While it might be too late for me, it isn’t too late for future generations of Canadians. We need to invest some serious coinage in teaching our children and grandchildren the importance of making the right choices when it comes to nutrition and eating healthy, as well as the risks of smoking cigarettes. And, of course, exercise. The Millennials and iGens may be fit as a fiddle from their wrists down to the tips of their fingers, thanks in no small part to the hours upon hours they spend on their smart phones exploring the Twitterverse, but the rest of their bodies, for the most part, leave a lot to be desired.
Finally, let me end by saying a word or two about pain, pain management, and wait-lists.
Because we have a health care system in this country that is (as Walter Cronkite once said about America’s system) neither healthy, caring, nor much of a system, it has become the norm to ration health care, not by the size of your wallet, as they do in the United States, but by the length of the wait-list. The unintended consequence of all this, tragically, is that many patients forced to wait an inordinate amount of time for the care they need become addicted to pain pills.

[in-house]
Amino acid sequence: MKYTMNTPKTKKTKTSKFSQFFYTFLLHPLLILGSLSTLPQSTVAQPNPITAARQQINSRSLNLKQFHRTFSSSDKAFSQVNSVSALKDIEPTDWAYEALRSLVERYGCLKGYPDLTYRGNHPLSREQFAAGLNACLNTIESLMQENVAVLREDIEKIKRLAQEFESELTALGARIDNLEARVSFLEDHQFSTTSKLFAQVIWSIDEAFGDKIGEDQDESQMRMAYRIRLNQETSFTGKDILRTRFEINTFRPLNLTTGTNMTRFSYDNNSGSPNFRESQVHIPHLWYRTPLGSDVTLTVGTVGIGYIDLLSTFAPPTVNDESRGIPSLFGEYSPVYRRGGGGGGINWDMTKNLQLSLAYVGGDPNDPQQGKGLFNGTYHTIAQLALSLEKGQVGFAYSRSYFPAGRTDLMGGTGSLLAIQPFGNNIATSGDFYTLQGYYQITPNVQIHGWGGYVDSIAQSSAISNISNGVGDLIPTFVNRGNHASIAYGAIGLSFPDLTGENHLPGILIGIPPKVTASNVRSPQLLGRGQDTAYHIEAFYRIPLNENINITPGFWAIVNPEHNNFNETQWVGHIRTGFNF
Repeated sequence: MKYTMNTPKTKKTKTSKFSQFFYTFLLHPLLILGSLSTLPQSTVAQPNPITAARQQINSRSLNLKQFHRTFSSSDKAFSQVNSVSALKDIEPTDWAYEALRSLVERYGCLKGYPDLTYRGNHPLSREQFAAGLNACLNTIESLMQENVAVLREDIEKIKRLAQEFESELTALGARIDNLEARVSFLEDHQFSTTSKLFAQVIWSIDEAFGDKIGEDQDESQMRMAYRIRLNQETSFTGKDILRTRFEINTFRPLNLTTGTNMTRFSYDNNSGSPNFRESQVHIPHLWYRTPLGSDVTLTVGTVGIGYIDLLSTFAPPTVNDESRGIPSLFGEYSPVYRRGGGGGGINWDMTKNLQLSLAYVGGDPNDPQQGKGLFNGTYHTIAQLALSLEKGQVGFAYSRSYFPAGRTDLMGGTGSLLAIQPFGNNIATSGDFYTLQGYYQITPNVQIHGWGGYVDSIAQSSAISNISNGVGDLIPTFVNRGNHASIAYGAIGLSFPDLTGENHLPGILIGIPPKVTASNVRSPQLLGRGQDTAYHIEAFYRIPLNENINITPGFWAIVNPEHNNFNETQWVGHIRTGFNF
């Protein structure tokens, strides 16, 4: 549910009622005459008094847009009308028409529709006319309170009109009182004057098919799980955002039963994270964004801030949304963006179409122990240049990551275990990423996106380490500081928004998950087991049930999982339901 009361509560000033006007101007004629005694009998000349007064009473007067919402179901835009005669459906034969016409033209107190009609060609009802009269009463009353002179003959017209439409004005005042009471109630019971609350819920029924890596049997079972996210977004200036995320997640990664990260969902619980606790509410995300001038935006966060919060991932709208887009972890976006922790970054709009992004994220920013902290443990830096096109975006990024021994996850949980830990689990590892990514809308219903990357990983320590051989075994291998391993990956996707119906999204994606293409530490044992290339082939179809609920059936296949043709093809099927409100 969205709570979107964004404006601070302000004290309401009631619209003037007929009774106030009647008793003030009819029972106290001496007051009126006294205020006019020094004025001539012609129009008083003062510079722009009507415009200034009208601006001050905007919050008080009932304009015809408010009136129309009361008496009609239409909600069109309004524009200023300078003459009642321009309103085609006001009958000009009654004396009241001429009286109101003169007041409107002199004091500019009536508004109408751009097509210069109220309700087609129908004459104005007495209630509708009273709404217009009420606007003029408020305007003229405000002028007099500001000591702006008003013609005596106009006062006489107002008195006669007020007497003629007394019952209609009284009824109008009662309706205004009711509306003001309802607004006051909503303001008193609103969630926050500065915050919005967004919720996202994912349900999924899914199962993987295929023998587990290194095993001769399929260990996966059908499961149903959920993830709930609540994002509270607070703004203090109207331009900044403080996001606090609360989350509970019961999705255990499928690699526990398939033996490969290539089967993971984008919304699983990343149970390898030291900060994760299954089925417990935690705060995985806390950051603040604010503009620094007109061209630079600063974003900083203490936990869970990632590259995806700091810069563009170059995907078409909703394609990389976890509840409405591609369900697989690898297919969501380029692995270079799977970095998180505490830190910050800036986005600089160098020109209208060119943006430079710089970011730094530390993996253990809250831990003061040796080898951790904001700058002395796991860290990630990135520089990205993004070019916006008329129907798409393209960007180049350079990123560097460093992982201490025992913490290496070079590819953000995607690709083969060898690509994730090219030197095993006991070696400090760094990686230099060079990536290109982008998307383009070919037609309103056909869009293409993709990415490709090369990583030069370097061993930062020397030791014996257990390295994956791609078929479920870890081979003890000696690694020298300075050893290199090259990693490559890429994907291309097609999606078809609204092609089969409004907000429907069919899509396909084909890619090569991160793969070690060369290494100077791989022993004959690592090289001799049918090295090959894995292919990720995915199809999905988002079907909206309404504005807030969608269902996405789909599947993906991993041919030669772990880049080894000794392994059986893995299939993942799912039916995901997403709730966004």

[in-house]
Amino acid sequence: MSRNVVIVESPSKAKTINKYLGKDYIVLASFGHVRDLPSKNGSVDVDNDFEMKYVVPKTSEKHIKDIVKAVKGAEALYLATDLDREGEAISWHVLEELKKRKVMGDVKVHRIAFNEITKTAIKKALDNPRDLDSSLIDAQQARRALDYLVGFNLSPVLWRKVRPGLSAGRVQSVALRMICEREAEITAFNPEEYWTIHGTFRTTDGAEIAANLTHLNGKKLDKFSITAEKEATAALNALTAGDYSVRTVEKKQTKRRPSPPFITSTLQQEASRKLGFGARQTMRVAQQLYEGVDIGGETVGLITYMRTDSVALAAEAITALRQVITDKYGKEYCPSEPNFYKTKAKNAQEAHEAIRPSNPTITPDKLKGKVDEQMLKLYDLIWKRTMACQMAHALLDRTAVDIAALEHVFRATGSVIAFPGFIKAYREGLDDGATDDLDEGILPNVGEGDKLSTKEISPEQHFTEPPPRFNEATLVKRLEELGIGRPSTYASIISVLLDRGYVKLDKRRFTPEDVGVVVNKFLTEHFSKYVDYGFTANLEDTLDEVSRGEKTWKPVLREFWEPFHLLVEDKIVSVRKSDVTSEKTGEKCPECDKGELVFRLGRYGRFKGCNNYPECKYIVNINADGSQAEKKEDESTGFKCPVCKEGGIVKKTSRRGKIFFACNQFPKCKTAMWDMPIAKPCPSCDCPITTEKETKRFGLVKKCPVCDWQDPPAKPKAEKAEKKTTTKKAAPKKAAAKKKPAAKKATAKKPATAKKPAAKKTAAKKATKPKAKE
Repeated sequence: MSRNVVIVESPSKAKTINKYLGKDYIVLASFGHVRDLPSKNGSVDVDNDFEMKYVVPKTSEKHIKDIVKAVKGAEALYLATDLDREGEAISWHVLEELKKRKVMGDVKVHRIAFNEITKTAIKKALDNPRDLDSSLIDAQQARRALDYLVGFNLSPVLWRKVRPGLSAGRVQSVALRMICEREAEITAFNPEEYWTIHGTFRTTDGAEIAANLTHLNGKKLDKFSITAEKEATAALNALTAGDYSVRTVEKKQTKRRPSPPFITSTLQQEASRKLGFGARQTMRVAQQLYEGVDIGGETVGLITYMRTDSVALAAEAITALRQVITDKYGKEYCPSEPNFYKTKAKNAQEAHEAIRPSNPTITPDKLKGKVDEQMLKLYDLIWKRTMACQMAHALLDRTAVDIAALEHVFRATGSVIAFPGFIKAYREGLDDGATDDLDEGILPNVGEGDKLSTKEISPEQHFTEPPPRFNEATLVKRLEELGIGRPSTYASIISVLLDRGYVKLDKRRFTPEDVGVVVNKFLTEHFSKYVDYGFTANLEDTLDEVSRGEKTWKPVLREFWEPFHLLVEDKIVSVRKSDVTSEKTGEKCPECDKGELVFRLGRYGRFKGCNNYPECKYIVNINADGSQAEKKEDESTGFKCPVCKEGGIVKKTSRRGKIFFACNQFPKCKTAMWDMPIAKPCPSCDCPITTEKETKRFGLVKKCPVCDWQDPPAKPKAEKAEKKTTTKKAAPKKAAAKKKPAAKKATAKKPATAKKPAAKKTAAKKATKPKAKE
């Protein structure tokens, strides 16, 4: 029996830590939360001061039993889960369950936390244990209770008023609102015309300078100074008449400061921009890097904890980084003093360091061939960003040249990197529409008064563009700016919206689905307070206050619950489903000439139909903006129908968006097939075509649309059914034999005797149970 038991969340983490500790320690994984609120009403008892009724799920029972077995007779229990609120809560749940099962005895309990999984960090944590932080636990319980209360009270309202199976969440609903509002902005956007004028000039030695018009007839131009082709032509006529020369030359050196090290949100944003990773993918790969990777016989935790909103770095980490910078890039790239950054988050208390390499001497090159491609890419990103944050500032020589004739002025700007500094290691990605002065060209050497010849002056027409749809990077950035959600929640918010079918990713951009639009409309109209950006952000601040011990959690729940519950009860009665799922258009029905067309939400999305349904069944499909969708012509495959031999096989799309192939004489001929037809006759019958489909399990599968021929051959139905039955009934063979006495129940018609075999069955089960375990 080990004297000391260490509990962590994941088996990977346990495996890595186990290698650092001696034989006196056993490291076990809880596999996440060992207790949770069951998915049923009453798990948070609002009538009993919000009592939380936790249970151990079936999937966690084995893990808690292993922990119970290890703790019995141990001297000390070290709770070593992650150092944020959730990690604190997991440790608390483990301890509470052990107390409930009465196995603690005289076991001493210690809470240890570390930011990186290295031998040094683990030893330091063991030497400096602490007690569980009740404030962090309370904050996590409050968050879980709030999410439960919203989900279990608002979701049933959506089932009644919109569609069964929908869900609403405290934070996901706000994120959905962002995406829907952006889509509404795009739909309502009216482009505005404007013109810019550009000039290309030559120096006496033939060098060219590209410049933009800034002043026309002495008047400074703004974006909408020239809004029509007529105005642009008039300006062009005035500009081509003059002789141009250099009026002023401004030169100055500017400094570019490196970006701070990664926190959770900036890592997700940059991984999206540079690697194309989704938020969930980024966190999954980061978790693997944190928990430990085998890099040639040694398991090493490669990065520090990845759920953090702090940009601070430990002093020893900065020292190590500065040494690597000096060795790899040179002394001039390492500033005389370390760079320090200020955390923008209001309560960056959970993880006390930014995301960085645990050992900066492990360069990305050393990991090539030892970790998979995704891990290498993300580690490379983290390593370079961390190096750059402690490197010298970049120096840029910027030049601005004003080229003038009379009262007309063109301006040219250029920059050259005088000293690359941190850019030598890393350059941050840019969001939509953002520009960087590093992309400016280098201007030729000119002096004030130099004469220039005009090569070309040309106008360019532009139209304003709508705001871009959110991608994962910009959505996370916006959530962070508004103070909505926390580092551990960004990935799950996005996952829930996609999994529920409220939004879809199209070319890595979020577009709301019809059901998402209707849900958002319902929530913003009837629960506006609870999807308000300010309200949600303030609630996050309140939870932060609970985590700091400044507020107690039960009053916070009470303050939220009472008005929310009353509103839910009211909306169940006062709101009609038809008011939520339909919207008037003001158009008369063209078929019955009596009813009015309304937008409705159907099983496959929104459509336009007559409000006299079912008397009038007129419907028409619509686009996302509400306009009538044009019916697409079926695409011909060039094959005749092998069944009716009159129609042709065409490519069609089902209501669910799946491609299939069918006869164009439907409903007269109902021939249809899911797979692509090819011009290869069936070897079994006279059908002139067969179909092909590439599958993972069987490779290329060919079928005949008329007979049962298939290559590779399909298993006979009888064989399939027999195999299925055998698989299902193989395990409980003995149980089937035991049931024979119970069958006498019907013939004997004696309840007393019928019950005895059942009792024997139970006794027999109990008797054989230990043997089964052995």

By doing everything in their power to cover up the truth about just how unsustainable Canada’s health care system truly is ― and by refusing to admit we need to vigorously touch the third rail and allow a parallel private system to operate, above board, right alongside our public one ― it’s obvious to me where all this is headed. If you think the opioid crisis we’ve been dealing with the past few years was something, wait until you see how badly things deteriorate once the Trudeau Liberals bring in a national Pharmacare program.
Leaving the sick and the infirm to languish on wait-lists, and drugging them to the gills, all in order to win an election is not providing leadership. It’s sick, it’s perverse, and un-Canadian.
Something our prime minister would be wise to remember.
Stephen Skyvington’s book, This May Hurt A Bit: Reinventing Canada’s Health Care System, was published February 2019 by Dundurn Press. Follow him on Twitter @SSkyvington.